don't count your chickens

“Don’t count your chickens yet!”

A great way to make your English sound more advanced is to slip in an idiom or common English expression every now and then! However, to the native speaker, these can sound very strange if not used correctly. So my idioms and expressions  posts are there to help you use these chunks of language in a way that sounds natural. Today’s post will help you to use ‘Don’t count your chickens yet’ in everyday conversation.


The original expression is actually Don’t count your chickens before they hatch but we tend to shorten it to Don’t count your chickens yet.
Sometimes, when a hen lays eggs, not all the eggs successfully hatch to become chickens (sad news I know!) so you can’t assume you will have 10 chickens just because you have 10 eggs.
Therefore, the expression means don’t assume something will definitely happen until you can be absolutely sure. In other words, wait to see how many chickens you have before you make plans!


Perhaps you have your driving test next month. You tell your friend that, when you have passed your test, you are going to do a driving tour of the south coast. Your friend says to you:

I’ve heard the driving examiner is really strict so don’t count your chickens yet!

Or perhaps your football team is on target to win the championship. You tell your friend how excited you are and what you are planning to do to celebrate. Your friend says to you:

Don’t count your chickens yet – We still have to play Southampton!


Do you use this expression in your language? Do you have any of your own examples like mine? Let me know in the comments below!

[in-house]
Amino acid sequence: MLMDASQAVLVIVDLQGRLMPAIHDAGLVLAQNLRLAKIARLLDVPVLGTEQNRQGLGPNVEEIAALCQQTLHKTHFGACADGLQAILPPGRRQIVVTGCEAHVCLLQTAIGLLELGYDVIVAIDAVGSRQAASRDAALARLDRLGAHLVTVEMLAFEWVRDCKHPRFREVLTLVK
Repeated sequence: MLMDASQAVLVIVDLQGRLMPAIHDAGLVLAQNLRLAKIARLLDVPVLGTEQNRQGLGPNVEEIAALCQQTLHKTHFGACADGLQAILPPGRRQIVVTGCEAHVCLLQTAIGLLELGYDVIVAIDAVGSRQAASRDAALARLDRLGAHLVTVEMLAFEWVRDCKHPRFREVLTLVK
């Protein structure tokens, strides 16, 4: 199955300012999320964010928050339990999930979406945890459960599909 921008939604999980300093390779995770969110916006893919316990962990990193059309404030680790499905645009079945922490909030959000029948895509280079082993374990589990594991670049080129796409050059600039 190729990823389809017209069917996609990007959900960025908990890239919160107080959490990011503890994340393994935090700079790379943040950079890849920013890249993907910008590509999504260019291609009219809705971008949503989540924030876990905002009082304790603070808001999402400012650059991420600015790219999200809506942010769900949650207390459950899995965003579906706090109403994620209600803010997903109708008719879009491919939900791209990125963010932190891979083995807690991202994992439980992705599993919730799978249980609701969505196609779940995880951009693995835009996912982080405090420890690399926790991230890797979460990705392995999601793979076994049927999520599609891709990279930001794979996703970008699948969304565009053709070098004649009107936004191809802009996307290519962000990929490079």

Published by


Nicki is a Cambridge qualified, experienced English teacher for foreign learners. She loves helping English learners to learn real English and communicate with confidence!

4 thoughts on ““Don’t count your chickens yet!”

  1. Thank you, that’s very interesting! We don’t have this expression in German, but we say ‘Man soll den Tag nicht vor dem Abend loben’ which means don’t praise the day before the evening. I think that is the same meaning?

    1. Oh that’s interesting. I haven’t heard that one before but yes, it sounds like it means the same as ‘don’t count your chickens yet’! I like how it sounds in German 🙂 Thanks for the comment Daniel!

  2. “I got five girls’ phone numbers at the party!”
    “Don’t count your chicks before they hatch – they might be phony numbers.”

Leave a comment and Nicki will personally reply (your email address won't be shown)

This site uses Akismet to reduce spam. Learn how your comment data is processed.